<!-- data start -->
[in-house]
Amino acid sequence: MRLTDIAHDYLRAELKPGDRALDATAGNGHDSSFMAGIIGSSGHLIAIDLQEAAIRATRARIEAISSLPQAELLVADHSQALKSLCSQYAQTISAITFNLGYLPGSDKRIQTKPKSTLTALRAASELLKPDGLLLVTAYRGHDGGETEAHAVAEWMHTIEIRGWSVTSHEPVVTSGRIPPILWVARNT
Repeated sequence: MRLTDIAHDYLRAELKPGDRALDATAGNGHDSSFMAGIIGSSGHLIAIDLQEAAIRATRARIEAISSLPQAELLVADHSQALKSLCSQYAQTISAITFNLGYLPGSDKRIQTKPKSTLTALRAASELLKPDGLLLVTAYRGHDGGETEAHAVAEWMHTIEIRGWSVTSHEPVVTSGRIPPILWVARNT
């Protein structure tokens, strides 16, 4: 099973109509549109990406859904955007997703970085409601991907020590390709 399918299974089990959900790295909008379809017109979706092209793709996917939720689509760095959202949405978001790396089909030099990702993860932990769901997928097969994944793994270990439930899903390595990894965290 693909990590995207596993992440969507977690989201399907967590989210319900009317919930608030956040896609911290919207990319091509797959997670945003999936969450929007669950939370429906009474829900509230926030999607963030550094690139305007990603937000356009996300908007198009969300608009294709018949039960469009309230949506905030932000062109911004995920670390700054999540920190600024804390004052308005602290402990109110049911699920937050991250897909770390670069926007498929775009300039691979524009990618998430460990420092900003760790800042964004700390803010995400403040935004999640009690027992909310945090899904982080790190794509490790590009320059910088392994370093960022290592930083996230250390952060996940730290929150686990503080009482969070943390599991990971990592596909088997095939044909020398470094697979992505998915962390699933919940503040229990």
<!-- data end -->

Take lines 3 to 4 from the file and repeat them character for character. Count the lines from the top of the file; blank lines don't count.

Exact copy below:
Repeated sequence: MRLTDIAHDYLRAELKPGDRALDATAGNGHDSSFMAGIIGSSGHLIAIDLQEAAIRATRARIEAISSLPQAELLVADHSQALKSLCSQYAQTISAITFNLGYLPGSDKRIQTKPKSTLTALRAASELLKPDGLLLVTAYRGHDGGETEAHAVAEWMHTIEIRGWSVTSHEPVVTSGRIPPILWVARNT
């Protein structure tokens, strides 16, 4: 099973109509549109990406859904955007997703970085409601991907020590390709 399918299974089990959900790295909008379809017109979706092209793709996917939720689509760095959202949405978001790396089909030099990702993860932990769901997928097969994944793994270990439930899903390595990894965290 693909990590995207596993992440969507977690989201399907967590989210319900009317919930608030956040896609911290919207990319091509797959997670945003999936969450929007669950939370429906009474829900509230926030999607963030550094690139305007990603937000356009996300908007198009969300608009294709018949039960469009309230949506905030932000062109911004995920670390700054999540920190600024804390004052308005602290402990109110049911699920937050991250897909770390670069926007498929775009300039691979524009990618998430460990420092900003760790800042964004700390803010995400403040935004999640009690027992909310945090899904982080790190794509490790590009320059910088392994370093960022290592930083996230250390952060996940730290929150686990503080009482969070943390599991990971990592596909088997095939044909020398470094697979992505998915962390699933919940503040229990």